The Cainite Heresy is a conspiracy of hunters. Originally appearing in Requiem for Rome as a heresy of Roman vampires and their minions, the Heresy reappeared in the modern era as a conspiracy of hunters in the book Night Stalkers.
The Heresy began as a ghoul cult in imperial Rome. The Heresy turned on its undead masters and destroyed them, and subsequently became a sect of vampire-hunters. Somehow, the Heresy survived into the modern era thanks to the patronage of its mysterious Sources.
The Cainite Heresy are dedicated to revealing vampires and their powers to the rest of the world, so that the world can rise up against the blood-thirsty "Descendants of Caine" and destroy them.
Long ago, the Cainites were nomadic. They sometimes took the roles of wandering entertainers, lepers, gypsies, or wandering monks. In this age of cities where it’s easy for a person to vanish, it’s more common for Cainite groups to stay in one place for years or decades at a time. A Cainite cell in New York exists as an invitation-only encounter group for “blood disorders,” meeting every Tuesday and Thursday night. A cell in Cardiff exists around a policy think-tank based in the Welsh Assembly. In Kolkata, nearly a hundred Cainites survive across the Hindu, Muslim and Sikh communities, working under the cover of a union of small businessmen in the many markets and bazaars scattered around that vast, labyrinthine city. A Buenos Aires police detective with a penchant for obscurantism manages a small network of Cainites, some of whom have never even heard of each other—which is how it should be. It’s for their protection. The detective is getting old, however, and he’s losing his edge. He knows he’s going to have to bring others into the group. But who can he trust? And in Philly, they inhabit a basement of a church with all the intensity of the religious cult they once were.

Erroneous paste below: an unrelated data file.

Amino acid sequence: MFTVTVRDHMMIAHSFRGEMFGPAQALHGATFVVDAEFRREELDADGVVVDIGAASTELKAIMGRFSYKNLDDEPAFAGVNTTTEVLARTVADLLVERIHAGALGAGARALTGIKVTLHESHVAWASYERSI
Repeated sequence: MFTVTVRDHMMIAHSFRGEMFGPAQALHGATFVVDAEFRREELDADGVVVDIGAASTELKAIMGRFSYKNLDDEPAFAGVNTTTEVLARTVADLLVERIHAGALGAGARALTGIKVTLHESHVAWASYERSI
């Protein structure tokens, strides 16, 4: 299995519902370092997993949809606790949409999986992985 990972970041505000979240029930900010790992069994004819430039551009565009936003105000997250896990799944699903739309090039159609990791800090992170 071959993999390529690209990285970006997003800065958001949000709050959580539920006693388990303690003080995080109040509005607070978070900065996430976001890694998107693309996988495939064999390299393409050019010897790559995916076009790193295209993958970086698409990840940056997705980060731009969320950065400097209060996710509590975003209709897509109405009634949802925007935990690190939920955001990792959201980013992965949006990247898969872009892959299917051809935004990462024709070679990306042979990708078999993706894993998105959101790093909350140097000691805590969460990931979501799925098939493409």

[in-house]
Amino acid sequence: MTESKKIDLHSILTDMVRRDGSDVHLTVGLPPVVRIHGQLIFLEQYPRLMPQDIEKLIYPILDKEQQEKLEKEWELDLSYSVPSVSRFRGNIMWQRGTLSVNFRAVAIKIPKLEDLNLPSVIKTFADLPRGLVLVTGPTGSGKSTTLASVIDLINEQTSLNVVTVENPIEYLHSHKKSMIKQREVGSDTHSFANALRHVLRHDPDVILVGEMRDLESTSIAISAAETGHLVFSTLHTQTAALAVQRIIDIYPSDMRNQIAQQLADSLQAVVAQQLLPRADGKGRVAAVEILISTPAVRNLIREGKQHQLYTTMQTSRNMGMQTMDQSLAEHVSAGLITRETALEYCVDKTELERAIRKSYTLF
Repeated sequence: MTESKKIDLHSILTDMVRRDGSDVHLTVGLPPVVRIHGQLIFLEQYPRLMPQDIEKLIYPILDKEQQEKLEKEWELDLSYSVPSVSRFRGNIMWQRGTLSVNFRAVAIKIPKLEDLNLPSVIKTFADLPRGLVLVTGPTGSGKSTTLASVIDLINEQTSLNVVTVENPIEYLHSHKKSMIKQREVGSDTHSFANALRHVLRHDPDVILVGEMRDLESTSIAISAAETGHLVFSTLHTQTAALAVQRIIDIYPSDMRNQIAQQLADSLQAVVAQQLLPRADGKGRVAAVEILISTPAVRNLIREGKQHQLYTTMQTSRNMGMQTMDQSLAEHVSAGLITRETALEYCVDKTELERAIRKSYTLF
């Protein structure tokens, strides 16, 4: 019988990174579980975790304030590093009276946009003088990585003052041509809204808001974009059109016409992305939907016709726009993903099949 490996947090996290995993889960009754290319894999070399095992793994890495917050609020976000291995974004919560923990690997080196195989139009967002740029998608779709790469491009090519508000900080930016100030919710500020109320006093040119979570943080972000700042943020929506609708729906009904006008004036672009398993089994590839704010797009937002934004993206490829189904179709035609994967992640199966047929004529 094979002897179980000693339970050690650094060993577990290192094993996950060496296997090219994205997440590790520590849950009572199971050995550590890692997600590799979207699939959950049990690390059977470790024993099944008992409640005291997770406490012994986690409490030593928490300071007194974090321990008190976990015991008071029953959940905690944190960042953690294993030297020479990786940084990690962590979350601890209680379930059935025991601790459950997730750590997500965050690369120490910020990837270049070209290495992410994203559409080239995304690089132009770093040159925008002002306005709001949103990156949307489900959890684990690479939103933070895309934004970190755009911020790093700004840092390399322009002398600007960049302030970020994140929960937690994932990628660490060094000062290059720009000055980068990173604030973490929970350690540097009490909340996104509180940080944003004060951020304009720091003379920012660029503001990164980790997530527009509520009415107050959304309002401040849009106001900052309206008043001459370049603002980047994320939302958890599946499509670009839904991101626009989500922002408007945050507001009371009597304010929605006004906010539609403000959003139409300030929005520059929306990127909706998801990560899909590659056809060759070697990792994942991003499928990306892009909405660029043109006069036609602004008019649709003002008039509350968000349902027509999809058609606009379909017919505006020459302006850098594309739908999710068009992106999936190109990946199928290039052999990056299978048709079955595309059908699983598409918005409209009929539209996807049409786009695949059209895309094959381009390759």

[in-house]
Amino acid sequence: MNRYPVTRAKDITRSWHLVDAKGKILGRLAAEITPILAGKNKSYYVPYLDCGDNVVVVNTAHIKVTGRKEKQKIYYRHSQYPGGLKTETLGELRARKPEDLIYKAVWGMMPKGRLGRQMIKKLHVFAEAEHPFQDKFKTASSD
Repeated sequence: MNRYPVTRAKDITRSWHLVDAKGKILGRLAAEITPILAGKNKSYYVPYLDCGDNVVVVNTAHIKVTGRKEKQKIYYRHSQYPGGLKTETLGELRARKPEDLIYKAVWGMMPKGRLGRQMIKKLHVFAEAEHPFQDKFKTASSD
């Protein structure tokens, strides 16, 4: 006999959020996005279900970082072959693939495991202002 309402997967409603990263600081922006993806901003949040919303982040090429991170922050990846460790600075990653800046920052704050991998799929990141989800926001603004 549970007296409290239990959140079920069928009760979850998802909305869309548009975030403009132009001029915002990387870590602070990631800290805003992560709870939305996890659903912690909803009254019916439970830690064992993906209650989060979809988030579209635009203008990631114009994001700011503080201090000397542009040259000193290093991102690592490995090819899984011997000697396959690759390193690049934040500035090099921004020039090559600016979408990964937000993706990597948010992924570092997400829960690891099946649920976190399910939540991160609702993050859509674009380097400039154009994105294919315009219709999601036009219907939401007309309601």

Cainite cells don’t have any one common degree of organization. Some cells have autocratic leaders. Some operate on a democratic basis. Some have committees who choose members when they need to. Secrecy is paramount. Cainite leaders have access to the magics stolen so long ago, and for those things they don’t know, they have the “Sources,” their mysterious suppliers of lore, who provide in various media—notes, e-mails, letters, text messages, whispered messages from passersby— the means to learn more, if the Cainites ask.
Cainites don’t really divide up into factions as such, given how varied they are in practice. But certain ideologies appear again and again. The Cainites don’t always use these labels themselves as such, even though the stereotypes hold true.
Extremists want to see the vampires destroyed now. The only hope for the human race’s survival is a solution to humanity’s vampire problem. They counsel mass destruction, hoping to make the vampires public, so that they might get the world’s governments on their side. They imagine the day when the authorities will know and understand, and dream up plans for means and facilities to imprison and exterminate the undead in vast numbers.
On the other hand, Revolutionists take the view that the authorities and the large media out- lets are hopelessly compromised, and so the mass destruction of the vampires must happen at the hands of the people. They’re the ones who try to get information into mass media, out on the inter- net and in pamphlets handed out on street corners. Unlike the Extremists, who try to appear sensible and reasonable, Revolutionists sometimes come across as wild-eyed, fervent... and a little crazy.
Fatalists comprise the biggest number among the Cainites. They simply believe that although trying to alert authorities and people is all well and good, the only people who really have the tools at hand to defeat the monsters are the Cainites. The danger is that they sometimes have a tendency to take non-Cainite lives a little lightly. And that’s a slippery slope to go down.